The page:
At least we have onions. These are hanging in the barn to dry

Tellus (left) and Turbjørn (right) in the sun that lasted until
10am this morning. 
Ian came as well but he was a bit late as he had to wait for the vet to microchip our male alpaca. The last time she checked she was not able to find a signal and it did concern us as they were all microchipped before we got them, according to the breeder. Tellus was meant to be going to visit some females and so we felt he really ought to have a readable chip. In the event the vet did find a signal but it was much deeper in the shoulder than she would have thought - at least we are relieved he does have an original chip and the number does correlate with the one we were given.
Slicing pie, as you do in the barn. The fridge is in the barn
and not in our greenhouse kitchen for a reason - sometimes
it gets too hot in there. Admittedly it has not been that hot just

Brencis with a green patch at the top of his neck. He and Mr.P.
have been having some spats and lots of we hope play fighting.
Nothing seems to be particularly serious, but we will have to
keep an eye on it as they work out their place in the
hierarchy of the herd
The meeting was nothing startling, as I said, we have a rich heritage, but it was good to hear someone speak of Jesus being here and now and building his Kingdom rather than we are all just waiting around for him to come back again. It was also interesting to watch Terry Virgo as he does remind me of a friend of mine and the way he tells Bible stories, bringing out the little details that can be overlooked when purely reading the story compared to imagining yourself in the story. I also went to another meeting on the Friday morning and was encouraged by a young lady who came up to me and asked if she could pray with me. Her words were reassurance from the Father's heart to me and although she did not know me, she prayed for clarity of mind - which towards the end of doing a PhD is particularly poignant.
Asleep in the greenhouse

A new Olympic sport? Synchronised
eating courtesy of Tellus (front) and
Herkules (back)
As I mentioned Tellus was off on an adventure to see some ladies which entailed a road trip. He wasn't particularly happy about going into the horse box, but quickly settled down. The journey was not great, too many roadworks and the roads were dreadful after the rain, but we got there. We took Tellus into one of the sheds and showed him the girls, only he didn't seem that interested. We left them alone while Ian went to practice his dentistry skills on llamas. He has cut alpaca teeth before but not llamas. It was a little more interesting from the point of view that it took just a couple of minutes to sort the teeth out but it took them a good ten to fifteen minutes to get the llamas pinned down, one in particular was really difficult. The two alpacas, however, were done and dusted in just a few minutes. We don't think Tellus actually mated with the girls but we were anticipating him spending two weeks there so that he would have time to recover from the journey, instead we understood that he wasn't required - so not really sure what happened there apart from some form of miscommunication. Still it was nice to have Tellus back with us, it was a bit of a worry to send him out to someone else, even if we do have two other breeding males - well potentially, one is still a bit young yet.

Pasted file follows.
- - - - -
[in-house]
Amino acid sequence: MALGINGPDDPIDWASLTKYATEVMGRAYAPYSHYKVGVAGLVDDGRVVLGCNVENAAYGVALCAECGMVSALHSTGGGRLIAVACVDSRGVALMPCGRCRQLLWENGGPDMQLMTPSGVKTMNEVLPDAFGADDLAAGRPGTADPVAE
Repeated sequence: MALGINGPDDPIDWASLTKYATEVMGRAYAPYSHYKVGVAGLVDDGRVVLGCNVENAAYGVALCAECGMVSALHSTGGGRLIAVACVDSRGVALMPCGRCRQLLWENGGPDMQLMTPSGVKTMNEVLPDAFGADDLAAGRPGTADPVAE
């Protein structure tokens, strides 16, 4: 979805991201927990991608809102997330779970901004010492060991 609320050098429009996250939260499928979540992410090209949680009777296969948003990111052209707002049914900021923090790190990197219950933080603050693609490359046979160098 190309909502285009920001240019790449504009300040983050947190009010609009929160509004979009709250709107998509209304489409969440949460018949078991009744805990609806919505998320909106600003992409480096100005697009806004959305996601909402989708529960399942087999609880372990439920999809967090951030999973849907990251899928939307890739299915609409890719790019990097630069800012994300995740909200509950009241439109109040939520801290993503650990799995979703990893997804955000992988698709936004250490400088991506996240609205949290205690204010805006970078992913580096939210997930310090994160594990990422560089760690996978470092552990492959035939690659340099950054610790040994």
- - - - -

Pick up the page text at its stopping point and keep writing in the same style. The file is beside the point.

Mari looking thoughtful - or just deciding whether to bother
going out in the rain or not again. 

Looks like Mr. P is having a laugh, but actually he has a
droopy mouth after spitting at Brencis
Chanel's coat really glows in the sun - when it shines
Alas dear Yorik, we knew him well! Or tomb for the unknown
farmer! Those are just two of the quips we came up with
for the new rockery. This is just across the road down
to the barn outside the greenhouse and is there to stop
little children running straight out of the greenhouse and
into the pond. It is also a place for our herbs for tea to grow.
Despite the rain we've had visitors again this week. One group came from the camp where we had joined in with a few of the meetings. The weather was lovely for once and we had afternoon tea outside in the sunshine. They brought some cakes from the bakery in the village and nearly all of them had black tea with milk - we had almost forgotten what it is like to have friends who drink black tea - or rather "normal" tea with milk. Our second lot of visitors also brought cake, a huge slab of home-made Latvian blueberry cake - absolutely delicious and I contributed a cake made from sour dough and roasted grapes, which worked fine. I am so pleased that it doesn't affect my blood sugar as much, in fact it is lower the day after - of course I know I still should take it easy on the sweet stuff but it is nice to find that as long as I watch the portions I can eat pretty much everything now, especially after having lost around 18llbs or around 9kg.

We were also pleased to welcome back the Northern English couple who had visited us previously and the reason the blog was late last week. They will be heading back home soon, the long way round via Finland and Sweden - quite an adventure and we wish them well. The weather wasn't quite so kind and so we were in and out of the greenhouse while we chatted for around five hours or so, which is why they stopped for tea. Being Northern I could say tea and not dinner or evening meal.